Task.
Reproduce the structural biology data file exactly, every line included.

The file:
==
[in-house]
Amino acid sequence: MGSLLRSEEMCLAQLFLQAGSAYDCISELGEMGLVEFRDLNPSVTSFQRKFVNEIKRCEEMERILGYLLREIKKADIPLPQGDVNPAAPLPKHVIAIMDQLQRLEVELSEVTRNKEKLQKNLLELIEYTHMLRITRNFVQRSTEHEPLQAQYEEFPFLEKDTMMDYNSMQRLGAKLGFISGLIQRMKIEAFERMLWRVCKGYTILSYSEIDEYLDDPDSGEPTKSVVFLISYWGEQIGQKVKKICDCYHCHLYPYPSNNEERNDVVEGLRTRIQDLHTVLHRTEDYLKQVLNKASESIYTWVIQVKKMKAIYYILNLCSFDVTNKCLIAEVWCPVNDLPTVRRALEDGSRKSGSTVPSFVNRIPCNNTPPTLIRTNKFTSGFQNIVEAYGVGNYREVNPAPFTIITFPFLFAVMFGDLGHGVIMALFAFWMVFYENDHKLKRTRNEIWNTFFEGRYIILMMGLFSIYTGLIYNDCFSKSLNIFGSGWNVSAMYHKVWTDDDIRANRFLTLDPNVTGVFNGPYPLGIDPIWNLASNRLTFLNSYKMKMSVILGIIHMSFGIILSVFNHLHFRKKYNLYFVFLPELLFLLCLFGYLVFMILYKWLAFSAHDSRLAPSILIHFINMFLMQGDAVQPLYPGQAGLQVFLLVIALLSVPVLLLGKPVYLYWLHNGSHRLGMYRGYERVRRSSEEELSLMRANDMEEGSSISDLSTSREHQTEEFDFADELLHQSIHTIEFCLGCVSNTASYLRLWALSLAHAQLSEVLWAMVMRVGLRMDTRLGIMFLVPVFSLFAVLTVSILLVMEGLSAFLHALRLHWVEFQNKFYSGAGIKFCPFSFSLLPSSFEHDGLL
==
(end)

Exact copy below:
[in-house]
Amino acid sequence: MGSLLRSEEMCLAQLFLQAGSAYDCISELGEMGLVEFRDLNPSVTSFQRKFVNEIKRCEEMERILGYLLREIKKADIPLPQGDVNPAAPLPKHVIAIMDQLQRLEVELSEVTRNKEKLQKNLLELIEYTHMLRITRNFVQRSTEHEPLQAQYEEFPFLEKDTMMDYNSMQRLGAKLGFISGLIQRMKIEAFERMLWRVCKGYTILSYSEIDEYLDDPDSGEPTKSVVFLISYWGEQIGQKVKKICDCYHCHLYPYPSNNEERNDVVEGLRTRIQDLHTVLHRTEDYLKQVLNKASESIYTWVIQVKKMKAIYYILNLCSFDVTNKCLIAEVWCPVNDLPTVRRALEDGSRKSGSTVPSFVNRIPCNNTPPTLIRTNKFTSGFQNIVEAYGVGNYREVNPAPFTIITFPFLFAVMFGDLGHGVIMALFAFWMVFYENDHKLKRTRNEIWNTFFEGRYIILMMGLFSIYTGLIYNDCFSKSLNIFGSGWNVSAMYHKVWTDDDIRANRFLTLDPNVTGVFNGPYPLGIDPIWNLASNRLTFLNSYKMKMSVILGIIHMSFGIILSVFNHLHFRKKYNLYFVFLPELLFLLCLFGYLVFMILYKWLAFSAHDSRLAPSILIHFINMFLMQGDAVQPLYPGQAGLQVFLLVIALLSVPVLLLGKPVYLYWLHNGSHRLGMYRGYERVRRSSEEELSLMRANDMEEGSSISDLSTSREHQTEEFDFADELLHQSIHTIEFCLGCVSNTASYLRLWALSLAHAQLSEVLWAMVMRVGLRMDTRLGIMFLVPVFSLFAVLTVSILLVMEGLSAFLHALRLHWVEFQNKFYSGAGIKFCPFSFSLLPSSFEHDGLL